Casino operator MGM Resorts has revealed that it will mainly rely on ‘drive-in traffic’ once restrictions relating to the Covid-19 outbreak have been relaxed.
The casino giant released its first quarter financial report earlier this week, and it made for startling reading.
Revenue was revealed to be down 30%, while earnings had had a massive 60% chunk cut from them.
Two major Las Vegas property deals that were concluded in January kept the company from making a major net loss.
MGM’s new CEO Jim Hornbuckle stated that the New York, New York casino on the Strip would be one of the first places to open once restrictions were lifted.
This is because it is a relatively simple venue to run, with 2000 rooms. High-end casino the Bellagio is also towards the top of the list when it comes to casinos that will be opened up quickly.
Nevada governor Steve Sisolak indicated earlier this week that casinos were likely to stay closed for the entire month of May.
Apart from those two named venues, though, Hornbuckle was more reticent about other places opening, and that MGM would “go slow” and “look to the economics of opening.”
MGM’s Strip casinos need to be generating between 30 and 50% of their usual occupancy rates in order to generate meaningful amounts of cash, according to Hornbuckle.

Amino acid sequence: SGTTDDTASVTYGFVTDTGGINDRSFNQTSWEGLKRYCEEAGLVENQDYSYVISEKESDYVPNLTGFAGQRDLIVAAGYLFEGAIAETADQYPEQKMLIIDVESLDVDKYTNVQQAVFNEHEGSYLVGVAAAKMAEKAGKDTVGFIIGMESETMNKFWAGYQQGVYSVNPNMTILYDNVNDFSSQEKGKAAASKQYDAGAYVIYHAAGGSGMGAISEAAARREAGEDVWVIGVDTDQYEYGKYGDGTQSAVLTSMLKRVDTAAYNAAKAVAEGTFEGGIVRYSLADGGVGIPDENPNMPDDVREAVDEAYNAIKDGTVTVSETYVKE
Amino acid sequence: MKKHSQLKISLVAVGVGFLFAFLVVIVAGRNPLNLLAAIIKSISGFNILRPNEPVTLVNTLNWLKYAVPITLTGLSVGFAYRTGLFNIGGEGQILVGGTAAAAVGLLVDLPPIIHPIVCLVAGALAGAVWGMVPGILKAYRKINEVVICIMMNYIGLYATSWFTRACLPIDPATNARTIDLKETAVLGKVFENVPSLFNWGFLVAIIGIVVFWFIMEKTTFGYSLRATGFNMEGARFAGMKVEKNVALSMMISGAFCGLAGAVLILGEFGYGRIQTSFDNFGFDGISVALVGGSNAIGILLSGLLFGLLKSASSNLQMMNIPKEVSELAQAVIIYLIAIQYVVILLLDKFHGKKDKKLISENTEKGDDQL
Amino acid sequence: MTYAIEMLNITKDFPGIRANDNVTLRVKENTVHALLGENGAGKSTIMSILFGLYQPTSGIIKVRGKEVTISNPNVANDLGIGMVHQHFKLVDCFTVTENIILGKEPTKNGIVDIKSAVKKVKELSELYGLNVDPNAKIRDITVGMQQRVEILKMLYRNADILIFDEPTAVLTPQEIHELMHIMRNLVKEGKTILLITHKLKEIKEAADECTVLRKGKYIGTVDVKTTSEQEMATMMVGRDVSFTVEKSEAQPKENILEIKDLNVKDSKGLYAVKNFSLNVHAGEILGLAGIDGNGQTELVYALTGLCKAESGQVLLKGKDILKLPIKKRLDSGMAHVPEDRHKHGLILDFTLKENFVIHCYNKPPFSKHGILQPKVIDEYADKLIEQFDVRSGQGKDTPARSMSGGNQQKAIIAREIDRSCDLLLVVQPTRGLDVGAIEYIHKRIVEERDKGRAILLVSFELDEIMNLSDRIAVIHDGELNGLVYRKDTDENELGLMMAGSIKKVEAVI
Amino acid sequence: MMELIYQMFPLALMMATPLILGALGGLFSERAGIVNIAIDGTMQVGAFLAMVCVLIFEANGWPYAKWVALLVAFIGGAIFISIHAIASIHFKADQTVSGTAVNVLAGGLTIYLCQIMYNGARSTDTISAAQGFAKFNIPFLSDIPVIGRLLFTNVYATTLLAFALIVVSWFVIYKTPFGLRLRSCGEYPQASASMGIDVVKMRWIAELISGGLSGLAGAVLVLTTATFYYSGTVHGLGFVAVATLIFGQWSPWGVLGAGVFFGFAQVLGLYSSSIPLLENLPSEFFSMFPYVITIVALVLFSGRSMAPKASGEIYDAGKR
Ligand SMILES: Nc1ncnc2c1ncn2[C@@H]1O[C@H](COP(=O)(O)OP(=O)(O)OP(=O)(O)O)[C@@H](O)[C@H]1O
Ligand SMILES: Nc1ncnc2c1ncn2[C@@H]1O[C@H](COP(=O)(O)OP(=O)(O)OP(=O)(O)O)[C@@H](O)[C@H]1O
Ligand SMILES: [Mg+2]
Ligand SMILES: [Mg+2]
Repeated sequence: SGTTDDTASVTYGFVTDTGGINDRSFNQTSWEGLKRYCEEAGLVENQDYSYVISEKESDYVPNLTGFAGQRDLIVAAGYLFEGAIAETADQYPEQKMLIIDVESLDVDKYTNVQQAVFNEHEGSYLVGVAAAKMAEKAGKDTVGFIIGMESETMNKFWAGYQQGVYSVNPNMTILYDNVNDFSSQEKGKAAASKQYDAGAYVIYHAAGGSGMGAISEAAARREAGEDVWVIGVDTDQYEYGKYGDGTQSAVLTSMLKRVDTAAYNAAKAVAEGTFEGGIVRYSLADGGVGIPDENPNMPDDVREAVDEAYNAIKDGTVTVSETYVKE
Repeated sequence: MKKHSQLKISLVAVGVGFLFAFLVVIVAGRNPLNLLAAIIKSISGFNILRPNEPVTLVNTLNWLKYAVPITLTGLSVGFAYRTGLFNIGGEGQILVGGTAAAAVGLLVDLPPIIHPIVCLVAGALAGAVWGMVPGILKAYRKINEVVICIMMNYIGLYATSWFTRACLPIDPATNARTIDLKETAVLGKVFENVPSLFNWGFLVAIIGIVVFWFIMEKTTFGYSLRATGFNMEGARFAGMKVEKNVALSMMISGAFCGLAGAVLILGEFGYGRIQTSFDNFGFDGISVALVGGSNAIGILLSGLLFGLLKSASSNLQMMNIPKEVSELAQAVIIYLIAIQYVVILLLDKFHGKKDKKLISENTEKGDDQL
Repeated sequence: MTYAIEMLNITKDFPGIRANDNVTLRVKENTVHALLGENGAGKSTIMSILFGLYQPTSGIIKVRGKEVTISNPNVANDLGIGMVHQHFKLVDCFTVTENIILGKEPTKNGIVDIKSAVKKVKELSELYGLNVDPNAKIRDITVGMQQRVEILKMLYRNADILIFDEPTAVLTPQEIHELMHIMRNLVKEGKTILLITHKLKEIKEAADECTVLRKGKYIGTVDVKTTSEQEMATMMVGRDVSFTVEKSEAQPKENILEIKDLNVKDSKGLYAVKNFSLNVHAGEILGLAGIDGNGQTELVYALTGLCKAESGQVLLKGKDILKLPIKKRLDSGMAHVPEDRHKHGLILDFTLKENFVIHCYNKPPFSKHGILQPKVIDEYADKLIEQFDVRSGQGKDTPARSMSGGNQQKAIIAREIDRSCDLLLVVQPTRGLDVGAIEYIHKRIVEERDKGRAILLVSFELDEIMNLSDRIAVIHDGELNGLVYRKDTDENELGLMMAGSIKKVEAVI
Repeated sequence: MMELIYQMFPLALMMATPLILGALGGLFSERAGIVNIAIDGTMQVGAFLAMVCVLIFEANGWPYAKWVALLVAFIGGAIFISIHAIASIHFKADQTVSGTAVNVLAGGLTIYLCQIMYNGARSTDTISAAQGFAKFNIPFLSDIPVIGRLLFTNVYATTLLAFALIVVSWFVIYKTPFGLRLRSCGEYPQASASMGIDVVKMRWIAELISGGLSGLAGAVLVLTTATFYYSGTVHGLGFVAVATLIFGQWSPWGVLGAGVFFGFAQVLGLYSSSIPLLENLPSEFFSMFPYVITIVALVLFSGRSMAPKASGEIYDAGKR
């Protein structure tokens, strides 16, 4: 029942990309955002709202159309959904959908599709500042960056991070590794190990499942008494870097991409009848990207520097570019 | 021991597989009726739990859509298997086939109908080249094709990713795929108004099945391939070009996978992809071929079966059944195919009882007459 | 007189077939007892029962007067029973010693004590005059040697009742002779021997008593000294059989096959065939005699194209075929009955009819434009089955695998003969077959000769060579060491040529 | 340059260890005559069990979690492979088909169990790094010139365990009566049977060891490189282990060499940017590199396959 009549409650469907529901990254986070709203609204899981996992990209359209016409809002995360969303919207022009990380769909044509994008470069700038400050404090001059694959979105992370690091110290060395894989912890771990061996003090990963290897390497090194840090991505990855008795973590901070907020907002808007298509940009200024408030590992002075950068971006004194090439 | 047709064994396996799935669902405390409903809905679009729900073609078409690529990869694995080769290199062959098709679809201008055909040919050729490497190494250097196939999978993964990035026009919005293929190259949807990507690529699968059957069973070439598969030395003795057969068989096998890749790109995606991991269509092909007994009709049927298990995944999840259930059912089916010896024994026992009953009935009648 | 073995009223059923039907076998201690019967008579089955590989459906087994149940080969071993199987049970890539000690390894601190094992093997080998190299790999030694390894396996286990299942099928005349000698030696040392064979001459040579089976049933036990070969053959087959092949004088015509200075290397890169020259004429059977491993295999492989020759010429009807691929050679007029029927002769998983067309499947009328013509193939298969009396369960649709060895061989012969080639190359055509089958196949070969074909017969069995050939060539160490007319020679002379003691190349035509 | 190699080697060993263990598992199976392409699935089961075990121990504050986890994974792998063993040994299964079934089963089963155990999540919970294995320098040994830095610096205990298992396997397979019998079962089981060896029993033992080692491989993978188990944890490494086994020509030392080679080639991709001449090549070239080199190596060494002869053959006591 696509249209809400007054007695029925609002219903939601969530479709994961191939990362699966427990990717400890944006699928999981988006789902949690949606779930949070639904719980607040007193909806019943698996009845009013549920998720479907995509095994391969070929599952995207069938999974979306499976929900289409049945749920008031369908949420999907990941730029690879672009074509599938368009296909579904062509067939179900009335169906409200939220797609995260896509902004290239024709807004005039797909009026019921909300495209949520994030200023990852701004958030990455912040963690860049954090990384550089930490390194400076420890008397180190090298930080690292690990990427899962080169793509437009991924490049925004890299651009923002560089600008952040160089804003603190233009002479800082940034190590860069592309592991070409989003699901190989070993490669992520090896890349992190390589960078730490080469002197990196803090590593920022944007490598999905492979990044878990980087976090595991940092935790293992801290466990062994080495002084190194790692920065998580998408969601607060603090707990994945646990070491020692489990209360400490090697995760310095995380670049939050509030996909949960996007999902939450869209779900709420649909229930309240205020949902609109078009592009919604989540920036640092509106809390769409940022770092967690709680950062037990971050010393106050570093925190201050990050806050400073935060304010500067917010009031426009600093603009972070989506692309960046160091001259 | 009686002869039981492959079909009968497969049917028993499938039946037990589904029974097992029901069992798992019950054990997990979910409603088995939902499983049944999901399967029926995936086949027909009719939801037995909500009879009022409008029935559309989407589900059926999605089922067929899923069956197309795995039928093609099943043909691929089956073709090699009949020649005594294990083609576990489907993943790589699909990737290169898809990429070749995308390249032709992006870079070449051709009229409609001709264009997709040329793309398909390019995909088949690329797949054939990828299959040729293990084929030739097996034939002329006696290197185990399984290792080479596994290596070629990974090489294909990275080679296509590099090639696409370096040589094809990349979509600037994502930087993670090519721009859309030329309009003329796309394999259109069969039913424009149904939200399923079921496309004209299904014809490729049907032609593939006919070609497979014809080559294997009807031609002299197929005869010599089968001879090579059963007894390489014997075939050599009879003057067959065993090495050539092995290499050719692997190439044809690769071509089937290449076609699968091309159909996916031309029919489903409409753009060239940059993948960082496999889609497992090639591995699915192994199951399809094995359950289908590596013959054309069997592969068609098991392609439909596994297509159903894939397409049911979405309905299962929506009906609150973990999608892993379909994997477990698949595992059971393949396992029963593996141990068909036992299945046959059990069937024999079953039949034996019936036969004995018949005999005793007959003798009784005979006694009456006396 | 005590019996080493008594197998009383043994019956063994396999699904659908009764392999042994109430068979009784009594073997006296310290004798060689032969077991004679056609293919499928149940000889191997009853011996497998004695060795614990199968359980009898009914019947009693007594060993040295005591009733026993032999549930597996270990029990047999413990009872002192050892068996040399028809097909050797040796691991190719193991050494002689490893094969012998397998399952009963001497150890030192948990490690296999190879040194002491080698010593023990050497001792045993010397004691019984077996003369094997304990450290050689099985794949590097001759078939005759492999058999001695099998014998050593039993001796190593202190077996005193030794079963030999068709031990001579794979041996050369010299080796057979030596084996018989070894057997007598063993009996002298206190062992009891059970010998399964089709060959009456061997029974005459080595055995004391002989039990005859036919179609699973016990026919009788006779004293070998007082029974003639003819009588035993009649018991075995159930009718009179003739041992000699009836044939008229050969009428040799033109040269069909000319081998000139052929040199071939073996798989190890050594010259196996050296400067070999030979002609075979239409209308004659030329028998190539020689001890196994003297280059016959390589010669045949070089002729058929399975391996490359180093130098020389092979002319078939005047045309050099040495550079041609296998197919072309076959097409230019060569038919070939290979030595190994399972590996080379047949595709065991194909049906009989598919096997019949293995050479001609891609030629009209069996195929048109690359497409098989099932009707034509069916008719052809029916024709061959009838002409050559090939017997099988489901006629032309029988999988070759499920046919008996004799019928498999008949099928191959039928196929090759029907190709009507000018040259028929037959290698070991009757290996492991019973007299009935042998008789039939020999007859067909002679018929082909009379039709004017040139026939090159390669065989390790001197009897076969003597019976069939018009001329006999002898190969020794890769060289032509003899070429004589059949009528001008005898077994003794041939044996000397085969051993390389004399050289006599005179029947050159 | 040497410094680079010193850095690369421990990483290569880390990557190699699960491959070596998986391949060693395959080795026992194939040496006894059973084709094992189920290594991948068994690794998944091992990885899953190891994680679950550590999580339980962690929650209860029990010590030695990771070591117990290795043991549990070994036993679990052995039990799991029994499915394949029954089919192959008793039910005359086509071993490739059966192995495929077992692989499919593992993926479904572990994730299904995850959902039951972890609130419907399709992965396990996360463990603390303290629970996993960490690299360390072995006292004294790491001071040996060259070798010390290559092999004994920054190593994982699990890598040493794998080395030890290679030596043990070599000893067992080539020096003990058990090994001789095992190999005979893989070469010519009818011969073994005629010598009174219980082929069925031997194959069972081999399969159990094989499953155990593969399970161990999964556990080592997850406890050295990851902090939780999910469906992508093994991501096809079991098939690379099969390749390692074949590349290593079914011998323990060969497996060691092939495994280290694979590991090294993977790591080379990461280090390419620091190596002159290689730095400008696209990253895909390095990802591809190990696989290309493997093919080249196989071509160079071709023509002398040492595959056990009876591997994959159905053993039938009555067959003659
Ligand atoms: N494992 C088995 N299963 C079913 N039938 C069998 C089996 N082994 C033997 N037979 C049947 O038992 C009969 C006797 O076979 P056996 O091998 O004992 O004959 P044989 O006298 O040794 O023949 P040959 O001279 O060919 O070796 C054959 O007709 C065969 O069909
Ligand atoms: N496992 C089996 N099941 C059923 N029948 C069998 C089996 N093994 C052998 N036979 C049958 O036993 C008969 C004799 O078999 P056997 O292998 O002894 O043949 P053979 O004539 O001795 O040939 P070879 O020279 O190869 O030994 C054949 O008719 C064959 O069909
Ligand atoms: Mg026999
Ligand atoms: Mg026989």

With air travel severely curtailed right now, MGM will be relying on people driving to Nevada from surrounding states to keep the cash flowing in their casinos.
This ‘drive-in traffic’ usually peaks during the summer months. If that happens this year then MGM may consider opening other properties up too.
The Covid 19 pandemic has caused MGM’s group bookings t drop by around 50%, though about half of the lost bookings have been rebooked over the last month or so.
The non-gaming entertainment offered in MGM properties is likely to be relatively small-scale at first too.
Hornbuckle said: "The idea that we’re going to get 15,000 people in T-Mobile [arena] for a concert anytime this year is probably a stretch."
MGM will also be relying on drive-in traffic for its other properties in states other than Nevada.
That means that the casinos in Mississippi and Maryland should also generate respectable revenue once those states’ governors have given them the go-ahead to open up again.
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